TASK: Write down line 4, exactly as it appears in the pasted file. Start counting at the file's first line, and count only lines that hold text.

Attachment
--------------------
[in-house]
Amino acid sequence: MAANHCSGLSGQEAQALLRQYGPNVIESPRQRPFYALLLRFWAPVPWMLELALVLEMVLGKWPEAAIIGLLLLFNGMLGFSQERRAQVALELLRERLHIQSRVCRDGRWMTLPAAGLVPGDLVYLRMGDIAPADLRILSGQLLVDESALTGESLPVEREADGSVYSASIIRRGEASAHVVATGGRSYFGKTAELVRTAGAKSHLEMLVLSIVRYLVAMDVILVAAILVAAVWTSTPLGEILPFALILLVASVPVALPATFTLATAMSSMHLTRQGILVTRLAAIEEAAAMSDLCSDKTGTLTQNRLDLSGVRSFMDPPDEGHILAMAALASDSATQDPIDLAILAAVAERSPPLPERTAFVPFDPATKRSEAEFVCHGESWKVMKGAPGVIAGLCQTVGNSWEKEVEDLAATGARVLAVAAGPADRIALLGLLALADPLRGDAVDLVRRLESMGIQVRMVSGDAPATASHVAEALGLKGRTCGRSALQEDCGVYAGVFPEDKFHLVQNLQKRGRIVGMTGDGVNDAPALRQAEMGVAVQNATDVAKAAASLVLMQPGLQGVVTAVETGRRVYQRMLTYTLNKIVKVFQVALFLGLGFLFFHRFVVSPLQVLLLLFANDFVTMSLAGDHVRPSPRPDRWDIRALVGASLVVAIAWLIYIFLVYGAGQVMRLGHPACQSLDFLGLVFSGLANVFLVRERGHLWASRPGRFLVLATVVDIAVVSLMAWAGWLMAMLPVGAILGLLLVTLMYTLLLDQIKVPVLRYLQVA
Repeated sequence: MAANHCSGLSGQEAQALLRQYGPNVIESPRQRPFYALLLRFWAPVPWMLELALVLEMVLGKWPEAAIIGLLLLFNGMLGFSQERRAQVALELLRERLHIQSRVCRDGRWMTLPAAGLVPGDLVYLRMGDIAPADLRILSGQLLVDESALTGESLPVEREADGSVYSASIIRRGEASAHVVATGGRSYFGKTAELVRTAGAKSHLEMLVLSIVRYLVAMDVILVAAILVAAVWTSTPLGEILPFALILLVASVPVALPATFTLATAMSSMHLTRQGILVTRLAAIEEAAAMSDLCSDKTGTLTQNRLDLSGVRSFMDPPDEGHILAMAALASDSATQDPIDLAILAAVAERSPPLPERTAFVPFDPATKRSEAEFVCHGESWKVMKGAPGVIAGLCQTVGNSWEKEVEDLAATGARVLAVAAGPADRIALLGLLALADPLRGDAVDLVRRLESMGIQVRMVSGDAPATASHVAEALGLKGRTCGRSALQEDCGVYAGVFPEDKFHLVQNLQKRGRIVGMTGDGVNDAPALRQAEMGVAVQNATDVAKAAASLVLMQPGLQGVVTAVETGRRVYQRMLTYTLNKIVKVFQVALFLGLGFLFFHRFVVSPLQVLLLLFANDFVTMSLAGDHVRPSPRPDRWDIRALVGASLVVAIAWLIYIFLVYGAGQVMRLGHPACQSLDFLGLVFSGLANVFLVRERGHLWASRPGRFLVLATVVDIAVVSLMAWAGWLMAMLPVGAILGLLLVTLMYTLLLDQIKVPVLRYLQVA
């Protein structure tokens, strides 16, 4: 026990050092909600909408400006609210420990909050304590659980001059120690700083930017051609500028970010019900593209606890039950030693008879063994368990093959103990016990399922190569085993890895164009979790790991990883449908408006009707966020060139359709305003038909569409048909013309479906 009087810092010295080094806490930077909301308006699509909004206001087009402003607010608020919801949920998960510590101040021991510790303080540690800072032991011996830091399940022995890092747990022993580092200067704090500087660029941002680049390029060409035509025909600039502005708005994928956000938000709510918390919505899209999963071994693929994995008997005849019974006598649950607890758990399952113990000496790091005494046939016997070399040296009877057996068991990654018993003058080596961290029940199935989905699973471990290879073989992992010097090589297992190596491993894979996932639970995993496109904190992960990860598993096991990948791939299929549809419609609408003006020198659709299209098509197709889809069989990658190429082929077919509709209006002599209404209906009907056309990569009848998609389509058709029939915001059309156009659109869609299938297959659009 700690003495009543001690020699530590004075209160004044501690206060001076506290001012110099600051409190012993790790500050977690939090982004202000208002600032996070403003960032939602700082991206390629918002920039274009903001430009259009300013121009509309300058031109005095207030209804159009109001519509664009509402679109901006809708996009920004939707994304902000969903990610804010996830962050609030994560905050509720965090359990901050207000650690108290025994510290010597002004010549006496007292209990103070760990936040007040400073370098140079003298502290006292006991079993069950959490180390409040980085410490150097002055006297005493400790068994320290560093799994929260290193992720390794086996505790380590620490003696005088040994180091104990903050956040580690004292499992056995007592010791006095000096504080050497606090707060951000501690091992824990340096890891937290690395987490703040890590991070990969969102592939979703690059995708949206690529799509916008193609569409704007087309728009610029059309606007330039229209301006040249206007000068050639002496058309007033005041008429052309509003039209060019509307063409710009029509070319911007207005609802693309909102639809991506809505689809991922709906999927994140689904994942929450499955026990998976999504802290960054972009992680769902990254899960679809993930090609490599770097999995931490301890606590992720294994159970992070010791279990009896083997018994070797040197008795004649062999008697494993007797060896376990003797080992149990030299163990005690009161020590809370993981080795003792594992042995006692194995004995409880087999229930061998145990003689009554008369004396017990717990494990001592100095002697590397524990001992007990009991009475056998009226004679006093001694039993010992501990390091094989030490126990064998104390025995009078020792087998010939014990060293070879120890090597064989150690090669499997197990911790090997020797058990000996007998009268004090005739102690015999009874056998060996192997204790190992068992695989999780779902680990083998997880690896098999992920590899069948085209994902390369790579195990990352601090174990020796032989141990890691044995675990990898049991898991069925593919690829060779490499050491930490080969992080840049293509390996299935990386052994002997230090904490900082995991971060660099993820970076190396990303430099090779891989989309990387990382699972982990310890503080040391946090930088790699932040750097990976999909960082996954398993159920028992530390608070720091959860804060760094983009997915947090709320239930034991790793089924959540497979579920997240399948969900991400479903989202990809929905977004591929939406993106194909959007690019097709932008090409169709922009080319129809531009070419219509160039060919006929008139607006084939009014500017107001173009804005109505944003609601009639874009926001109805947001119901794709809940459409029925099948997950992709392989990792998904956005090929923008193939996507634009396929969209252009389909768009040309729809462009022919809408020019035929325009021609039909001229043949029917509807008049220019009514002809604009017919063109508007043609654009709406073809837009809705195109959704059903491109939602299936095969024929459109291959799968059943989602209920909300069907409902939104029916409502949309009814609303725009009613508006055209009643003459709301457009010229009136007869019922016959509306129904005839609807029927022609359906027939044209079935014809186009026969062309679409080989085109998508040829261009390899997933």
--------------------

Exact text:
């Protein structure tokens, strides 16, 4: 026990050092909600909408400006609210420990909050304590659980001059120690700083930017051609500028970010019900593209606890039950030693008879063994368990093959103990016990399922190569085993890895164009979790790991990883449908408006009707966020060139359709305003038909569409048909013309479906 009087810092010295080094806490930077909301308006699509909004206001087009402003607010608020919801949920998960510590101040021991510790303080540690800072032991011996830091399940022995890092747990022993580092200067704090500087660029941002680049390029060409035509025909600039502005708005994928956000938000709510918390919505899209999963071994693929994995008997005849019974006598649950607890758990399952113990000496790091005494046939016997070399040296009877057996068991990654018993003058080596961290029940199935989905699973471990290879073989992992010097090589297992190596491993894979996932639970995993496109904190992960990860598993096991990948791939299929549809419609609408003006020198659709299209098509197709889809069989990658190429082929077919509709209006002599209404209906009907056309990569009848998609389509058709029939915001059309156009659109869609299938297959659009 700690003495009543001690020699530590004075209160004044501690206060001076506290001012110099600051409190012993790790500050977690939090982004202000208002600032996070403003960032939602700082991206390629918002920039274009903001430009259009300013121009509309300058031109005095207030209804159009109001519509664009509402679109901006809708996009920004939707994304902000969903990610804010996830962050609030994560905050509720965090359990901050207000650690108290025994510290010597002004010549006496007292209990103070760990936040007040400073370098140079003298502290006292006991079993069950959490180390409040980085410490150097002055006297005493400790068994320290560093799994929260290193992720390794086996505790380590620490003696005088040994180091104990903050956040580690004292499992056995007592010791006095000096504080050497606090707060951000501690091992824990340096890891937290690395987490703040890590991070990969969102592939979703690059995708949206690529799509916008193609569409704007087309728009610029059309606007330039229209301006040249206007000068050639002496058309007033005041008429052309509003039209060019509307063409710009029509070319911007207005609802693309909102639809991506809505689809991922709906999927994140689904994942929450499955026990998976999504802290960054972009992680769902990254899960679809993930090609490599770097999995931490301890606590992720294994159970992070010791279990009896083997018994070797040197008795004649062999008697494993007797060896376990003797080992149990030299163990005690009161020590809370993981080795003792594992042995006692194995004995409880087999229930061998145990003689009554008369004396017990717990494990001592100095002697590397524990001992007990009991009475056998009226004679006093001694039993010992501990390091094989030490126990064998104390025995009078020792087998010939014990060293070879120890090597064989150690090669499997197990911790090997020797058990000996007998009268004090005739102690015999009874056998060996192997204790190992068992695989999780779902680990083998997880690896098999992920590899069948085209994902390369790579195990990352601090174990020796032989141990890691044995675990990898049991898991069925593919690829060779490499050491930490080969992080840049293509390996299935990386052994002997230090904490900082995991971060660099993820970076190396990303430099090779891989989309990387990382699972982990310890503080040391946090930088790699932040750097990976999909960082996954398993159920028992530390608070720091959860804060760094983009997915947090709320239930034991790793089924959540497979579920997240399948969900991400479903989202990809929905977004591929939406993106194909959007690019097709932008090409169709922009080319129809531009070419219509160039060919006929008139607006084939009014500017107001173009804005109505944003609601009639874009926001109805947001119901794709809940459409029925099948997950992709392989990792998904956005090929923008193939996507634009396929969209252009389909768009040309729809462009022919809408020019035929325009021609039909001229043949029917509807008049220019009514002809604009017919063109508007043609654009709406073809837009809705195109959704059903491109939602299936095969024929459109291959799968059943989602209920909300069907409902939104029916409502949309009814609303725009009613508006055209009643003459709301457009010229009136007869019922016959509306129904005839609807029927022609359906027939044209079935014809186009026969062309679409080989085109998508040829261009390899997933």